“I am for a better Blackwell. In order to make Blackwell better, I intend to continue to fight for honesty, integrity, responsibility, accountability and transparency within our city government. I will also strive to be an excellent steward with your taxes and bring about positive change to our community as needed.”
Logan, born and raised in Blackwell, said he has made his platform on the promise to “keep Blackwell alive and out of the hands of the corrupt.”
“I think Blackwell needs to either improve or it will die, and that’s the harsh reality of it,” Logan said. “Walmart and United can’t keep a town alive. We need shops. We need business. We need more positivity. We need a community that wants to lift Blackwell up, not keep beating it down.”
Logan said he seeks to help improve streets, water lines, electrical lines and industry. He said he also desires to bring housing developments into town, and he wants to take advantage of Blackwell’s unique location.
“Blackwell is located right off I-35 on a major U.S. highway that stretches across the nation,” he said. “Business should be booming here. The community should be welcoming that. But do you think a business wants to come to a town where the people are always on Facebook, bashing and complaining about everything in a city? No. Absolutely not. People see that. Businesses see that.”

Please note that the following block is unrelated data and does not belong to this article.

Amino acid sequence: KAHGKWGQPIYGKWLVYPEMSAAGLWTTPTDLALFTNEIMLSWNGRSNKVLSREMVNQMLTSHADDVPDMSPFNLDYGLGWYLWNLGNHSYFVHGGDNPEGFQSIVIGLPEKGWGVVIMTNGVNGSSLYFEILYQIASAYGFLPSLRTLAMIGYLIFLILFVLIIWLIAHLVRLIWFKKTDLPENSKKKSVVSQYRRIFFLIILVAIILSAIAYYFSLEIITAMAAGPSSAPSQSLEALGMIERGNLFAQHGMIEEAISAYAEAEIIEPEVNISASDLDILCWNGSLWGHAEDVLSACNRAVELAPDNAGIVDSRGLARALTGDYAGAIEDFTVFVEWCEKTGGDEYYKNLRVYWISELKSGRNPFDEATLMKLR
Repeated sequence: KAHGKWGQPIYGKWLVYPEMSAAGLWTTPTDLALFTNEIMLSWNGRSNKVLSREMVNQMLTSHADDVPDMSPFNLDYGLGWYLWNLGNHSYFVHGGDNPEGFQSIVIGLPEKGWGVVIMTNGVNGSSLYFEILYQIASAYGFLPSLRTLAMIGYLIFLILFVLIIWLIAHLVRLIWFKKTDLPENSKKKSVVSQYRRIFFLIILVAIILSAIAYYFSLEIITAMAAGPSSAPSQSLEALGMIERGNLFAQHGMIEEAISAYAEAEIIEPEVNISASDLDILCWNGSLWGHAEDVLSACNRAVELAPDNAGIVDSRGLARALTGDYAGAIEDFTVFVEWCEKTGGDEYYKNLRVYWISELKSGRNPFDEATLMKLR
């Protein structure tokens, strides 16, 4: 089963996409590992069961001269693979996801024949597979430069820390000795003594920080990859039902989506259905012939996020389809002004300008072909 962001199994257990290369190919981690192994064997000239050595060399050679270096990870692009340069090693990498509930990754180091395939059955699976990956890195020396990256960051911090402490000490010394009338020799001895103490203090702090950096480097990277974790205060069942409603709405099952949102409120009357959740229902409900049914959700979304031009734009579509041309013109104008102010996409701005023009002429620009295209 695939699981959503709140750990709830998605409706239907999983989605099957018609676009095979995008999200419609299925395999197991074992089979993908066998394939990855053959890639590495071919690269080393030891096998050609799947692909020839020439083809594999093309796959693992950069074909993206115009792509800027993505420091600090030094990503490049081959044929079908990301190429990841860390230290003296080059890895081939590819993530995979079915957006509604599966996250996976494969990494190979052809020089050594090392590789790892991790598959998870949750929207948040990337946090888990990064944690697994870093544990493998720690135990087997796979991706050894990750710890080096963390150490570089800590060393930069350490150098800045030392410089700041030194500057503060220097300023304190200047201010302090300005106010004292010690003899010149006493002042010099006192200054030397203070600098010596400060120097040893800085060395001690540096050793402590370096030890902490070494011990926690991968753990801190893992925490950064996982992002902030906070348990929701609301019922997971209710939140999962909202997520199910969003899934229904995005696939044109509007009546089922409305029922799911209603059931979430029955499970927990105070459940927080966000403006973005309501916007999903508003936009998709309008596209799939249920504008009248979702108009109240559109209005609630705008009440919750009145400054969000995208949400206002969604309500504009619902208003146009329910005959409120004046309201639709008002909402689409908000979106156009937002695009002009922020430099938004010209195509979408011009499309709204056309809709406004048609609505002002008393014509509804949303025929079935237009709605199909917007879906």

Logan, a delivery driver for Helena Chemical, said he was encouraged to run by his friends and family. He said that, with him, “what you see is what you get.”
“My wife asked me if I was concerned about people bad-mouthing me and all of the woes that come with campaigning,” he said.
“I told her the negativity is like water on a duck’s back. It just rolls off. People are going to love you or hate you in anything. You can’t make everyone happy.”
Spry is a name locals may know from her former shop, “Diane’s Sport Spot,” which she ran for 25 years on Main Street. She said it factors heavily into her desire to bring more business to Blackwell.
“Some people asked me if I ever considered politics, and I never really had, but I think I owe it to the good people who supported me and my business,” she said. “I owe it to them to give back to my community.
“Blackwell is my hometown. Everybody knows everybody. It is a community that is all about giving back and coming together. I see so often fundraisers on Facebook or in the community. This is truly a town of generous, giving hearts, and I want to represent that, and to be a part of it. I think the Council needs to come together. There has been so much division in the past, and I believe that now we’re starting to heal, and we can continue to heal. We’re all here for the same thing – to see Blackwell prosper.”
Spry said she is also influenced by Councilwoman and mayoral-hopeful Julie Green as well as her predecessors, such as Nita Carroll and Piccola Hudsonpillar, who served on the Council.
“They were so strong and did so much for us,” she said. “I think it is time for more women to be involved in Blackwell. I love to see Julie up there. I love to see that. I believe we need to all be heard equally.”
Spry said she believes in Blackwell’s future and is a firm believer that a united and hopeful Blackwell is one that will build and succeed in the years to come.